APC Betrayed Trust: Lukman slams party’s failures on campaign promises under Tinubu

Salihu Lukman, the former National Vice Chairman (North West) of the All Progressives Congress (APC), has unleashed scathing criticism on the party, declaring it has faltered in fulfilling its campaign pledges.

In an exclusive interview with Arise TV on Monday, Lukman didn’t mince words as he lambasted the APC’s performance under President Tinubu’s leadership.

Lukman, who recently resigned from the party, pinpointed key areas where he believes the APC has underperformed, including security, economic stability, and anti-corruption efforts.

He expressed disappointment that the party’s leadership has not lived up to expectations set during its campaign promises.

The former APC chieftain said he hoped that the new leadership would depart from the practises of the previous administration of President Buhari.

He said: “I admit that in terms of meeting up with our campaign promises, we have done badly, no doubt about it.

“And what are those campaign promises? Issues of security, the economy, fighting corruption. We have done badly and people are free to reach the conclusion whether or not APC is worse than PDP.

“But as of 2023, before the election, I had the hope that because our leaders were not in denial of the challenges facing us, they would be humble enough to admit that we have not done what we needed to do between 2015 and 2023.

“That’s why I was practically very very confident that he would not really do business as usual the way President Buhari did.

“Unfortunately, here we are. He’s doing business as usual. And as it is, we are going to end up in a worse situation.

“So to that extent, you might be right in criticizing some of us who were in APC and who supported President Asiwaju.”

Lukman criticized President Tinubu for hastily ending the petroleum subsidy without adequate planning, which he described as a controversial move contributing to a notable decline in the nation’s living standards.

He said, “One of the biggest mistakes that President Asiwaju made was making that declaration on his inauguration day, declaring petroleum subsidy is gone without even sitting down to put up a plan and today. No plan to respond to that challenge.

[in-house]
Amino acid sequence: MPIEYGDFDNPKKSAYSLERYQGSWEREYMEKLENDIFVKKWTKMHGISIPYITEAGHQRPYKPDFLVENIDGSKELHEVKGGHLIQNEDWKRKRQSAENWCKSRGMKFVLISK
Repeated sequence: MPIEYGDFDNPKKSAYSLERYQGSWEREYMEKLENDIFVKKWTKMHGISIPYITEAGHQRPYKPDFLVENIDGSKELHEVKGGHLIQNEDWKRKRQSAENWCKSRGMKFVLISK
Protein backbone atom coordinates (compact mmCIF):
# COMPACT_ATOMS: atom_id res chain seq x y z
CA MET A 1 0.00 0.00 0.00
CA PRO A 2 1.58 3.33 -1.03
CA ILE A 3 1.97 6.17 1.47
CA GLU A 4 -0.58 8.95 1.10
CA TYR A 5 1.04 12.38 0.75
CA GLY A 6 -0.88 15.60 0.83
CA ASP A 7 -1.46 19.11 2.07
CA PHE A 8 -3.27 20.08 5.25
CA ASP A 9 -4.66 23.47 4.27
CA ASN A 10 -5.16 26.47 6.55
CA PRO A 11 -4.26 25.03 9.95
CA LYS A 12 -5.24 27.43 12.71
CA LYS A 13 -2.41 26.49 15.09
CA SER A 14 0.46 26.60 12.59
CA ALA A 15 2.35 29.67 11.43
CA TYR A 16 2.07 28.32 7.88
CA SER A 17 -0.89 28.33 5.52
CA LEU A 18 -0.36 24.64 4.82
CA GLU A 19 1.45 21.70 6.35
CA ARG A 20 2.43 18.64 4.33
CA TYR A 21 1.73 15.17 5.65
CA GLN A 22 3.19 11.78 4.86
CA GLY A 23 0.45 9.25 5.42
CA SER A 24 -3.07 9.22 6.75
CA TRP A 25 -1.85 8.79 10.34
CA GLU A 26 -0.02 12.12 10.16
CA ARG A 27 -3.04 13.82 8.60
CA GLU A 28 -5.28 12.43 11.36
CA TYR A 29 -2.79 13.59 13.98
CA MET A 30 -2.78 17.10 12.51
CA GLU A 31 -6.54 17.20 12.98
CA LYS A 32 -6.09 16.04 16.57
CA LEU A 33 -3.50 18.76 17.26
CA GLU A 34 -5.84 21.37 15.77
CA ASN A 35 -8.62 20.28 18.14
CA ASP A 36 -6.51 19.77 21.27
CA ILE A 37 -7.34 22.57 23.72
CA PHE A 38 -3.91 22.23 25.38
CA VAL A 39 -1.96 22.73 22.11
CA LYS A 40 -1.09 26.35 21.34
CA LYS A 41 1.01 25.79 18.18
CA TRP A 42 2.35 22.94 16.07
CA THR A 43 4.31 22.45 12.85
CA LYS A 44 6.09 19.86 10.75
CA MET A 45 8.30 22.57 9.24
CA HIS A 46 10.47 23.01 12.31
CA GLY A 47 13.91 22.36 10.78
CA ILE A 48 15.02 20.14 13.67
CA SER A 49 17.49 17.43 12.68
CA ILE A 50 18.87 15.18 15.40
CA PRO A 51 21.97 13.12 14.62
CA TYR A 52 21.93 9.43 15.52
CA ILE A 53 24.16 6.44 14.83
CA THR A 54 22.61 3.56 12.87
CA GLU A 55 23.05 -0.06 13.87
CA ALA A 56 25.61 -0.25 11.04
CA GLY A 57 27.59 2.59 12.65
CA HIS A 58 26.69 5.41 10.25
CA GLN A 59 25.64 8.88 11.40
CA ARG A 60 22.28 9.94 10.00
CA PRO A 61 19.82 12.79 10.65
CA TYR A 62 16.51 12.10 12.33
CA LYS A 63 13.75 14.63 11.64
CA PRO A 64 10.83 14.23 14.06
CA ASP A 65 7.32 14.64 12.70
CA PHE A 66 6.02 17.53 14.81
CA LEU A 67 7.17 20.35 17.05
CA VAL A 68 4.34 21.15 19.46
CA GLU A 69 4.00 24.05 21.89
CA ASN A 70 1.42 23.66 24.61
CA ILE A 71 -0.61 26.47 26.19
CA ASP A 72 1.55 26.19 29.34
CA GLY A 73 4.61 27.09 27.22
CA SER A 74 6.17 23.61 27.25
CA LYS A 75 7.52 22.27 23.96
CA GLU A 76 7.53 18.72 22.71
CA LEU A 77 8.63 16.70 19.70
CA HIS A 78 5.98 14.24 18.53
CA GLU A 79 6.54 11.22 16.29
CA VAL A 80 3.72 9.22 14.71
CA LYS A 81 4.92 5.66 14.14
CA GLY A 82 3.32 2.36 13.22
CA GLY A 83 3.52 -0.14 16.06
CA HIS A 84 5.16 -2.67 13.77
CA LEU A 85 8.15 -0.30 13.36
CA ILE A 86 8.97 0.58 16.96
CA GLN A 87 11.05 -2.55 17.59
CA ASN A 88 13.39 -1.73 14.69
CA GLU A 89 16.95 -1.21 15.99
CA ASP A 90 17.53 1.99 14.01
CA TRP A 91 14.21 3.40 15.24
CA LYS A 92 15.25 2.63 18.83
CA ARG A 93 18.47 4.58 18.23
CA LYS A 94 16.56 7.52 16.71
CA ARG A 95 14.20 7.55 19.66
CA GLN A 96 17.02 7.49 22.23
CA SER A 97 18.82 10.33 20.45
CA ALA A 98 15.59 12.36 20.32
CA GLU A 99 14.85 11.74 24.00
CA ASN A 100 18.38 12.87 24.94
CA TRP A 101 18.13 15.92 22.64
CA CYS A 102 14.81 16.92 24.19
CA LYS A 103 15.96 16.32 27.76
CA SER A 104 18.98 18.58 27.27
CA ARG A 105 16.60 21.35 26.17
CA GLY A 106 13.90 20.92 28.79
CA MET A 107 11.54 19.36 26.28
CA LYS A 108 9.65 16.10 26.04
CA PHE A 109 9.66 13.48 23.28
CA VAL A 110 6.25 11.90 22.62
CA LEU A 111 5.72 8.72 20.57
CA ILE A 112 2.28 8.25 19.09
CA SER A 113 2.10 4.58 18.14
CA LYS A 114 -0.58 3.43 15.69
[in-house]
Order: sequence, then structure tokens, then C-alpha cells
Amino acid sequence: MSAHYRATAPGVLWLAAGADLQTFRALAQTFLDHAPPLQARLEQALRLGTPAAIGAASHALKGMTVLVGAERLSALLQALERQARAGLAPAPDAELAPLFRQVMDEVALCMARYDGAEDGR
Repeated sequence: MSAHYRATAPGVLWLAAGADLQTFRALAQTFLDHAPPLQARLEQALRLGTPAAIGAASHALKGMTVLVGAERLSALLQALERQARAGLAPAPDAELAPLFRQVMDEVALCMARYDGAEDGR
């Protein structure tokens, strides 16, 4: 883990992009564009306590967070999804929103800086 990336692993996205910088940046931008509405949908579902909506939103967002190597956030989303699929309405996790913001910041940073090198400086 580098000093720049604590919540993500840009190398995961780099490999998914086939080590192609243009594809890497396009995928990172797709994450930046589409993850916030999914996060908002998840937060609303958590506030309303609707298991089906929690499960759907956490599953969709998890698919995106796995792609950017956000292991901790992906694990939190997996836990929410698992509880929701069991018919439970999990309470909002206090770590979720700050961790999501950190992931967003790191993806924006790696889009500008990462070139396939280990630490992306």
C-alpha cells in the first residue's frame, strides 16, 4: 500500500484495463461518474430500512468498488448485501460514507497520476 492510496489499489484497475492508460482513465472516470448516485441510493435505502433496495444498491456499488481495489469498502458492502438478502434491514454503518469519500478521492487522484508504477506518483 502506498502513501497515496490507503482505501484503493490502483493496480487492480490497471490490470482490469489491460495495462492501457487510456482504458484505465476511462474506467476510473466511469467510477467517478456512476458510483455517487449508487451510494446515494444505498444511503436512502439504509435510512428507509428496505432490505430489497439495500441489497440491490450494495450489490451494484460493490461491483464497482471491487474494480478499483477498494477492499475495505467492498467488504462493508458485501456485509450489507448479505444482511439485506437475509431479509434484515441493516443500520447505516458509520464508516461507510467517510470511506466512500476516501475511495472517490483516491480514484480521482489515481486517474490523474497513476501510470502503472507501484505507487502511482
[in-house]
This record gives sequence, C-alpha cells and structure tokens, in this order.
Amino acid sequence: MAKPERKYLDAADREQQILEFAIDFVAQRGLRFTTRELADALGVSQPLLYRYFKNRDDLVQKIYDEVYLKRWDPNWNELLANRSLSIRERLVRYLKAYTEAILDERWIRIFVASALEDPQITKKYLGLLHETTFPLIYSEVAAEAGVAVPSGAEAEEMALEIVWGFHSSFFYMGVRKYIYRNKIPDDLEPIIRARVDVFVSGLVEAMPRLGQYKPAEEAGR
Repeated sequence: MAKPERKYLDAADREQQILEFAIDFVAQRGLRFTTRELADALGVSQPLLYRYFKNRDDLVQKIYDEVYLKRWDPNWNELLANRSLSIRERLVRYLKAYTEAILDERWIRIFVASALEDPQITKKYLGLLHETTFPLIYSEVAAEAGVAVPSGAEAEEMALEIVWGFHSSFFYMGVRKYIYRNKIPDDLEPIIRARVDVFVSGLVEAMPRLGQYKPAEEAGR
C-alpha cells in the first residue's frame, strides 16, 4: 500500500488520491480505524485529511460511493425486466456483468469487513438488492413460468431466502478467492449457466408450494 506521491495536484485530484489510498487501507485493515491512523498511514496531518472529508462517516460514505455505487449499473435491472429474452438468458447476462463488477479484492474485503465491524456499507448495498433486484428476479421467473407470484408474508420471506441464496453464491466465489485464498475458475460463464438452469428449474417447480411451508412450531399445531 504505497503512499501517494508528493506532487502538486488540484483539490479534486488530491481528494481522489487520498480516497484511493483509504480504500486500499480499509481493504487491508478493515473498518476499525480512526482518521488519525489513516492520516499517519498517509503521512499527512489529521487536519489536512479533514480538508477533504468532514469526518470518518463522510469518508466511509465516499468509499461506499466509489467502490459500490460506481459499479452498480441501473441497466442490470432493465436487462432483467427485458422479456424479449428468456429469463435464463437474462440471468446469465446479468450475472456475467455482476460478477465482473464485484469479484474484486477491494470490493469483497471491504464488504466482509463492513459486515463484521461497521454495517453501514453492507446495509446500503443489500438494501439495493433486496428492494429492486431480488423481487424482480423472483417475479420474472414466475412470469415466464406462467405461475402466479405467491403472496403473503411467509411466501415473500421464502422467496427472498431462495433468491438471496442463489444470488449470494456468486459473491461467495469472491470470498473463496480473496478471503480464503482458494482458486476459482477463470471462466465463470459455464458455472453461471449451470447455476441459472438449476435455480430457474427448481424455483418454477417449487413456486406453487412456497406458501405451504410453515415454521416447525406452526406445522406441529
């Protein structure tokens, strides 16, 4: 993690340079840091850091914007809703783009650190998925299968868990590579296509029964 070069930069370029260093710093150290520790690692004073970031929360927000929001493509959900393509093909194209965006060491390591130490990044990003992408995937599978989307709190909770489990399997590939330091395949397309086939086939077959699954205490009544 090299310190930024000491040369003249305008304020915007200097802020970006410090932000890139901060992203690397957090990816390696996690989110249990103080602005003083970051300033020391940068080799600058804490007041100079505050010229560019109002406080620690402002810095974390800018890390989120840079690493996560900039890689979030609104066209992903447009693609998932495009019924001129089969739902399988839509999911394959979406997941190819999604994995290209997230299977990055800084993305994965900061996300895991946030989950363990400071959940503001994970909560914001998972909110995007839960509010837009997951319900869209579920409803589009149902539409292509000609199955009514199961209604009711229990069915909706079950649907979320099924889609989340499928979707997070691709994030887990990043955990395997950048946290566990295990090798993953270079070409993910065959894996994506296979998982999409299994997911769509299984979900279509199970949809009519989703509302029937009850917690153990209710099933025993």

“And that is why the living condition in the country is crashing and the government is just grandstanding.

“All of us in the party have become onlookers. We are not able to even access President Asiwaju and influence decisions in terms of what needs to be done.

“From the way things are going, my prediction — which is why I had to act the way I acted — is that by the end of this year, if we don’t take time, the campaign for 2027 will start and people will be forced to just queue behind any leader.

“And out of anger, out of frustration, with the reality before us, we’ll end up even electing a worse successor to President Asiwaju and all the challenges of the country will even get worse.”

Lukman also condemned the government’s substantial investment in infrastructure projects like the Lagos-Calabar coastal highway, arguing that it overlooks pressing needs in education and health.

He emphasized that the funding allocated for education is inadequate to tackle these critical issues.

“APC was founded on the vision of being a social democratic party. A social democratic party prioritises the wellbeing and condition of living of the citizens.

“So, issues of education, issues of health, issues of social welfare should have been the priority and that should be reflected in public investment driven by the government.

“Unfortunately, what are the first steps President Asiwaju took? Apart from the fact that on account of corruption, social investment has been suspended, which is why the question of responding to hardship is so weak, also look at the major decisions of President Asiwaju.

“Spending 15 trillion naira on Lagos-Calabar Coastal Highway. Imagine if a fraction of that amount is invested in education and in terms of education, we talk about 10 million out-of-school children in the North.

“You cannot solve that problem by business as usual, allocating a pittance in education and expect classrooms to work, teachers to be recruited, teaching material to be procured with the pittance that is going on now.

“So you need extra-budgetary activities to be able to respond to that and mop up the out-of-school children out of the street.

“In terms of mopping up, the advantage of it is that it will also reduce the vulnerability of the nation in terms of insecurity.

“Imagine a fraction of 15 trillion naira invested in our armed forces by way of procurement of military hardware, and training.

“And talking about even responding to security challenges, we’ve been deviating as a nation for God knows how long about (whether or not to have) state police.”

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